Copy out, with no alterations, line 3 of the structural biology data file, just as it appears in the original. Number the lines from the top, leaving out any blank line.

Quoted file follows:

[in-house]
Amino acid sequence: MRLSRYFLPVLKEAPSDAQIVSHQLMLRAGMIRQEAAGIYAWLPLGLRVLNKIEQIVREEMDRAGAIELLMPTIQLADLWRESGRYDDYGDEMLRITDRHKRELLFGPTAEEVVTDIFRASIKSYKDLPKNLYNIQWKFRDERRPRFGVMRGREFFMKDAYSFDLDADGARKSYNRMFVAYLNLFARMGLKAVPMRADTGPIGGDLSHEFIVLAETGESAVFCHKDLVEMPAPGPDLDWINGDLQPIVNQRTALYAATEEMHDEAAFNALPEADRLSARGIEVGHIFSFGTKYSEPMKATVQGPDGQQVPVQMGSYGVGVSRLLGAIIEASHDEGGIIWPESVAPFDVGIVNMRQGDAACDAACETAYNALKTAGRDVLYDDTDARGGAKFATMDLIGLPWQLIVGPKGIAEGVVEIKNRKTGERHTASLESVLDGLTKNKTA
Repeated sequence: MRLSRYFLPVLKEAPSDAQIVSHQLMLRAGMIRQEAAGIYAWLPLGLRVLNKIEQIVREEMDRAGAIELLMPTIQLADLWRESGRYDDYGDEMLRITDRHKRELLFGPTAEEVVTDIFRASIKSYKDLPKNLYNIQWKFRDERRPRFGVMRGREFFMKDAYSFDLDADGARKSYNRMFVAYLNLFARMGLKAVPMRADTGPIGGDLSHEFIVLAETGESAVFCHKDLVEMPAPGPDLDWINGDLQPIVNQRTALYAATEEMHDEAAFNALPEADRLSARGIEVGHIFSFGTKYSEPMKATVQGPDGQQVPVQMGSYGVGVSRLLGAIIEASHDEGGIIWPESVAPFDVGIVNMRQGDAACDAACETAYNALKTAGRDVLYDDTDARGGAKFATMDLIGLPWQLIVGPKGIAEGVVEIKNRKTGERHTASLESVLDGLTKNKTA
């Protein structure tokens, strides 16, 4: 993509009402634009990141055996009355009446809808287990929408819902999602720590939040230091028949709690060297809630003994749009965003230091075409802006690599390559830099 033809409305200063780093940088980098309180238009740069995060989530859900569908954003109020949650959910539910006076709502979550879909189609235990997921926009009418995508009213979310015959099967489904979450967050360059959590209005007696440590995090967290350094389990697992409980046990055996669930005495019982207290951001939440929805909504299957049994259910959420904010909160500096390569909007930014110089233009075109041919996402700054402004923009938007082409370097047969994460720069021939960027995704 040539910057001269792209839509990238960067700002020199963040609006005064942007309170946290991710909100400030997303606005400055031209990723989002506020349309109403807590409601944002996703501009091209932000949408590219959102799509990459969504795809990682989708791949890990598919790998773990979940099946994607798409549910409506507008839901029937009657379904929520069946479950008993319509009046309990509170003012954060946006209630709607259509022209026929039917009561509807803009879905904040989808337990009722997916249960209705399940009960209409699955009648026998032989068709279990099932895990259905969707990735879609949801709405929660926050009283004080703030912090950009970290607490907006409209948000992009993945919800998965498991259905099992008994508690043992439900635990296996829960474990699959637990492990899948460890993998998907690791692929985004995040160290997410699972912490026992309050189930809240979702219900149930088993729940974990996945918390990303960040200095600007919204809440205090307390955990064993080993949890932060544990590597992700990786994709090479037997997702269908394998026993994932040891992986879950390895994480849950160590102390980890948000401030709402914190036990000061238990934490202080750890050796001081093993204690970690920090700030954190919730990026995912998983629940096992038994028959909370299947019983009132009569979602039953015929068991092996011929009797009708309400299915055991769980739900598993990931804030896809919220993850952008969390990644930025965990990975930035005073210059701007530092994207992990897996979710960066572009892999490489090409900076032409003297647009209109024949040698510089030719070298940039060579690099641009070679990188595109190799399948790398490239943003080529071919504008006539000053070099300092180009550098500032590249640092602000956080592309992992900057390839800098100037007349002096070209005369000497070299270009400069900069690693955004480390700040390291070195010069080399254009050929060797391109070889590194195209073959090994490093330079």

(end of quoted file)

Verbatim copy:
Repeated sequence: MRLSRYFLPVLKEAPSDAQIVSHQLMLRAGMIRQEAAGIYAWLPLGLRVLNKIEQIVREEMDRAGAIELLMPTIQLADLWRESGRYDDYGDEMLRITDRHKRELLFGPTAEEVVTDIFRASIKSYKDLPKNLYNIQWKFRDERRPRFGVMRGREFFMKDAYSFDLDADGARKSYNRMFVAYLNLFARMGLKAVPMRADTGPIGGDLSHEFIVLAETGESAVFCHKDLVEMPAPGPDLDWINGDLQPIVNQRTALYAATEEMHDEAAFNALPEADRLSARGIEVGHIFSFGTKYSEPMKATVQGPDGQQVPVQMGSYGVGVSRLLGAIIEASHDEGGIIWPESVAPFDVGIVNMRQGDAACDAACETAYNALKTAGRDVLYDDTDARGGAKFATMDLIGLPWQLIVGPKGIAEGVVEIKNRKTGERHTASLESVLDGLTKNKTA